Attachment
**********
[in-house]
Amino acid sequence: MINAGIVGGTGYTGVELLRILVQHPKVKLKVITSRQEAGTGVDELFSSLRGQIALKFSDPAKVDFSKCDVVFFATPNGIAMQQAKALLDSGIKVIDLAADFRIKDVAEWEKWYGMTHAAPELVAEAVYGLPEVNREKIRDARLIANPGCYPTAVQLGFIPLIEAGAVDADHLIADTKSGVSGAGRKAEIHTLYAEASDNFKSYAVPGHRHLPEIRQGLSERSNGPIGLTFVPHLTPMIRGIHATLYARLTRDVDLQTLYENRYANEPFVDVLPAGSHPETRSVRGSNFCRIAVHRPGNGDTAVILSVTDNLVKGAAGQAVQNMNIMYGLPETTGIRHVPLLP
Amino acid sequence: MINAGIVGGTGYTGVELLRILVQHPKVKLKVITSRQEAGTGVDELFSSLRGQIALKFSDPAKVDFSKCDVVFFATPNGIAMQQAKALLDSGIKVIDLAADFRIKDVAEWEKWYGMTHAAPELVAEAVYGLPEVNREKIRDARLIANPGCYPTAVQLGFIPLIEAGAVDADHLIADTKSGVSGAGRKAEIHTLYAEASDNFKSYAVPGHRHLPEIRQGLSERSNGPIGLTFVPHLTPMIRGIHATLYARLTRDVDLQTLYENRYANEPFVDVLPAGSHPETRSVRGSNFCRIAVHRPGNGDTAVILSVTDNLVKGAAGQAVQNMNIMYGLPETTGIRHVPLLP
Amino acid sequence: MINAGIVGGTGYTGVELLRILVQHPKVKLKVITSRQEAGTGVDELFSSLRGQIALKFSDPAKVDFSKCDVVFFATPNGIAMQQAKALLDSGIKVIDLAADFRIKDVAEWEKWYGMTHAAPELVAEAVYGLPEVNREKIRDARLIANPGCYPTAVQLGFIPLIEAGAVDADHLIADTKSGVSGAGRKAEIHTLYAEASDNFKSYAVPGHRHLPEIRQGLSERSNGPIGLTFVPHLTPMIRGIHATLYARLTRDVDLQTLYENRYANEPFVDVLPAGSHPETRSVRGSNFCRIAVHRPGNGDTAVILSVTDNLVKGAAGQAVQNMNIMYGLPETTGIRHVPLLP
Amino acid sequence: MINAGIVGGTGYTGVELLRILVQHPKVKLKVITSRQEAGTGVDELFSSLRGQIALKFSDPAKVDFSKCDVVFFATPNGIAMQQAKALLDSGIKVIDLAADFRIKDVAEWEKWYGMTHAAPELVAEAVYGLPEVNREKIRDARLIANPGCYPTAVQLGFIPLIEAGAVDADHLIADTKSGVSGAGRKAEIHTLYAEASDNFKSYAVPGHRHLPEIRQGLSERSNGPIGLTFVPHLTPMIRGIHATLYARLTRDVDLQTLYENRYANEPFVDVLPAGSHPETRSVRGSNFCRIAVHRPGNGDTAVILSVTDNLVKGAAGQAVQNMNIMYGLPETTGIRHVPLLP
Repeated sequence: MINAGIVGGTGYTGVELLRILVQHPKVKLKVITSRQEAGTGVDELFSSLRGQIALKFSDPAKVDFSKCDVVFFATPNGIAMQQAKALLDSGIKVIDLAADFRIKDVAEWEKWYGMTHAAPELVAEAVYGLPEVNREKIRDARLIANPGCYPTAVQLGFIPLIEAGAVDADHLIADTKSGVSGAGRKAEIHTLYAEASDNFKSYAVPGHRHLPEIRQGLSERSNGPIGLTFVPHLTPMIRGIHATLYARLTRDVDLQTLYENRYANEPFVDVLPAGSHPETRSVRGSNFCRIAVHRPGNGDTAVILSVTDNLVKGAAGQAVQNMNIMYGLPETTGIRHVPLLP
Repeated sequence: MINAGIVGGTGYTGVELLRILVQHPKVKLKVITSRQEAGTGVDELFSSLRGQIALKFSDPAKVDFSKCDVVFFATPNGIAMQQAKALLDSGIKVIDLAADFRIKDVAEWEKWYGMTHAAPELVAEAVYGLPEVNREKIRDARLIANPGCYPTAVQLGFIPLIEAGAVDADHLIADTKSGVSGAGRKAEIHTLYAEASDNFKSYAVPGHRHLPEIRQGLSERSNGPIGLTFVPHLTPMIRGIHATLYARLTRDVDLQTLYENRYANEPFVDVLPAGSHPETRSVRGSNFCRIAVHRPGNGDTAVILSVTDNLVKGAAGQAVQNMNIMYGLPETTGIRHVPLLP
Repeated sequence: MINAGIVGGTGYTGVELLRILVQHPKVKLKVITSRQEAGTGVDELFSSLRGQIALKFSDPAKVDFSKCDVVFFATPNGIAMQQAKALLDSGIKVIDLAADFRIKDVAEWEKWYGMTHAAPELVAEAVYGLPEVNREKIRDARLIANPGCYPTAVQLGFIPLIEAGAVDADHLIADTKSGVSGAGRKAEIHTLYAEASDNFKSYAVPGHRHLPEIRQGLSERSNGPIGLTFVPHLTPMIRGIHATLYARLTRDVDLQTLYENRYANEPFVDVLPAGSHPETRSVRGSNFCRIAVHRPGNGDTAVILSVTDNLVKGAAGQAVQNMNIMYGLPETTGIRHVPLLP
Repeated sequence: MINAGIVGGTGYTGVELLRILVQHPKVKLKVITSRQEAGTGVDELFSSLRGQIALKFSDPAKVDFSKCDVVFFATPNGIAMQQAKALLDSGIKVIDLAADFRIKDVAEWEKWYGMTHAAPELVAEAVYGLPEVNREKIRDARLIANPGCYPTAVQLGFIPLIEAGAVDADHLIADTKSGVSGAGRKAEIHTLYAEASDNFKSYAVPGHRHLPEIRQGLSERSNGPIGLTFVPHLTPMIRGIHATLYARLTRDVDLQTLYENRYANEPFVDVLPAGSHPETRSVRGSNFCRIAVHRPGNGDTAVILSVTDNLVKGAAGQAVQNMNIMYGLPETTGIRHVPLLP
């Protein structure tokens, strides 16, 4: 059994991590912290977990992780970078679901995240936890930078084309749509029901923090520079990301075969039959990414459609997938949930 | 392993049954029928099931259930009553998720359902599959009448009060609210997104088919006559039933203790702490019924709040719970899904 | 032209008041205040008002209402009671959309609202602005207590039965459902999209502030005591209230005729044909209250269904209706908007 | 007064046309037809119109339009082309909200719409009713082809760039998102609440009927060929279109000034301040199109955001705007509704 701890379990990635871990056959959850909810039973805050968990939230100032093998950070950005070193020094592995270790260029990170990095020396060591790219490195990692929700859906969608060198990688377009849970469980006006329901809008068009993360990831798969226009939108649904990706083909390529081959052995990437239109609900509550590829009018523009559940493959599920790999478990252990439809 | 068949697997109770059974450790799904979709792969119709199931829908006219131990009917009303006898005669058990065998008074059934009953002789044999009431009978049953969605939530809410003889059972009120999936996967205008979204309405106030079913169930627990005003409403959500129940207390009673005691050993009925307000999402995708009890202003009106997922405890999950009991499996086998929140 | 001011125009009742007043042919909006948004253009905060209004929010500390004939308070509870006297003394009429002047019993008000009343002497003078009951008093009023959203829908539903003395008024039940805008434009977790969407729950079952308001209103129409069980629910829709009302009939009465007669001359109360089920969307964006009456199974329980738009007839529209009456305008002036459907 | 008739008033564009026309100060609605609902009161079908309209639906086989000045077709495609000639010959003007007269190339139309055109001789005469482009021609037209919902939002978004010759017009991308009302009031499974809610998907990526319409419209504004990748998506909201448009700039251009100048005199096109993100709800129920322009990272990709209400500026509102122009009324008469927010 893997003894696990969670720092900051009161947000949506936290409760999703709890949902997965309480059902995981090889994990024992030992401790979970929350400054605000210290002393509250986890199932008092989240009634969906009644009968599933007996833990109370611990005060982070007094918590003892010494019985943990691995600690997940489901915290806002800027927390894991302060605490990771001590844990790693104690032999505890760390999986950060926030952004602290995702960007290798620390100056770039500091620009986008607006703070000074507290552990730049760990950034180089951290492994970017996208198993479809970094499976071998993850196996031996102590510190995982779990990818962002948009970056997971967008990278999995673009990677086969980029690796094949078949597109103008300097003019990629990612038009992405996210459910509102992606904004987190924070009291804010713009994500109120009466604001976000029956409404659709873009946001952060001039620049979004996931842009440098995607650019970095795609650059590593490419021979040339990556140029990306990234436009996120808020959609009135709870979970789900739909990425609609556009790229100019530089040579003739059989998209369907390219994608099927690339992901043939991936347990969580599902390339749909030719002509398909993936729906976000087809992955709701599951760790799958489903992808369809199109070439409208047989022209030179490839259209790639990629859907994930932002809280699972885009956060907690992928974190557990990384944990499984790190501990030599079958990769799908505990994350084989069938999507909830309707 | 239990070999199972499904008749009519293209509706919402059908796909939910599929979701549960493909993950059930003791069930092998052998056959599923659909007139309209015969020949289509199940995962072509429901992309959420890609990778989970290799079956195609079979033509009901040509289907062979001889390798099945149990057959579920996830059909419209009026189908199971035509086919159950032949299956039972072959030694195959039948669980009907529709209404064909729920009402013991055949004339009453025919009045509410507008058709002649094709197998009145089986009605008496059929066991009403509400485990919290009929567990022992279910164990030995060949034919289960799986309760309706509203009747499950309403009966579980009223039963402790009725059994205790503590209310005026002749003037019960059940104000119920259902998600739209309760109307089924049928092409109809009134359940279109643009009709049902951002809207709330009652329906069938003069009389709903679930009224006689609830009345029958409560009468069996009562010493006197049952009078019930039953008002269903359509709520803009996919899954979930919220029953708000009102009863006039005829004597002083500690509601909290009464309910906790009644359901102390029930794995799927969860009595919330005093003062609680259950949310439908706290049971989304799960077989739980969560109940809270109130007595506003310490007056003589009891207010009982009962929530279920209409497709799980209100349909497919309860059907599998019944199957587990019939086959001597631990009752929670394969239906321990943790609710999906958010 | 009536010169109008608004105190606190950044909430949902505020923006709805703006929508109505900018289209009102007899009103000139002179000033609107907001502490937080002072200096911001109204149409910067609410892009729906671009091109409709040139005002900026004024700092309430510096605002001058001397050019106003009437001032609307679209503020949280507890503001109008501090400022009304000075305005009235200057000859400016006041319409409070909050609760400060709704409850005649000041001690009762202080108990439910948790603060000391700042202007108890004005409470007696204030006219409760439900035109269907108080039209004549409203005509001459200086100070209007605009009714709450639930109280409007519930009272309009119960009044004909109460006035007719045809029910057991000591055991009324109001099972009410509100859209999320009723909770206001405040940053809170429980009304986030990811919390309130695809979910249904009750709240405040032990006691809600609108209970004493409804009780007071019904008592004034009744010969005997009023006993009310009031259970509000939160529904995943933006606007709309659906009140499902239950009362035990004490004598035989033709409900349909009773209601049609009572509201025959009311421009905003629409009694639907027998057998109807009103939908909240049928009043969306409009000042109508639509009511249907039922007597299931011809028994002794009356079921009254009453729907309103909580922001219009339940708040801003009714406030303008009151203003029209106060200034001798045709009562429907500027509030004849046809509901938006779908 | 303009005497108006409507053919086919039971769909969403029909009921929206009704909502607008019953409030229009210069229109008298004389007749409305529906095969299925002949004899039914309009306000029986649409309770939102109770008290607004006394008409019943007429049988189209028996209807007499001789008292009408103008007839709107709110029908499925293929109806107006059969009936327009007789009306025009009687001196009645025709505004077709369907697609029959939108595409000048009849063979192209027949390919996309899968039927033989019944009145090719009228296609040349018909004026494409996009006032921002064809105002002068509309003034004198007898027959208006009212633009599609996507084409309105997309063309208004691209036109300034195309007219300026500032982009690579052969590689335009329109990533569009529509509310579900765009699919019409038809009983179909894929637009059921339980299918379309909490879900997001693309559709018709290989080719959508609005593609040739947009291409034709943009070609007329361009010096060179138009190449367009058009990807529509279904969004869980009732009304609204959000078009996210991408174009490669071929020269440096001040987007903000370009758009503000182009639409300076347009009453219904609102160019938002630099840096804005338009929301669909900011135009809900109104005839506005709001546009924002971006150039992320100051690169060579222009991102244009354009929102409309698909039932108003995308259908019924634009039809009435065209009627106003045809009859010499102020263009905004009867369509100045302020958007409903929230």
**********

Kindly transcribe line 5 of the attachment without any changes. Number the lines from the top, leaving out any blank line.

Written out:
Amino acid sequence: MINAGIVGGTGYTGVELLRILVQHPKVKLKVITSRQEAGTGVDELFSSLRGQIALKFSDPAKVDFSKCDVVFFATPNGIAMQQAKALLDSGIKVIDLAADFRIKDVAEWEKWYGMTHAAPELVAEAVYGLPEVNREKIRDARLIANPGCYPTAVQLGFIPLIEAGAVDADHLIADTKSGVSGAGRKAEIHTLYAEASDNFKSYAVPGHRHLPEIRQGLSERSNGPIGLTFVPHLTPMIRGIHATLYARLTRDVDLQTLYENRYANEPFVDVLPAGSHPETRSVRGSNFCRIAVHRPGNGDTAVILSVTDNLVKGAAGQAVQNMNIMYGLPETTGIRHVPLLP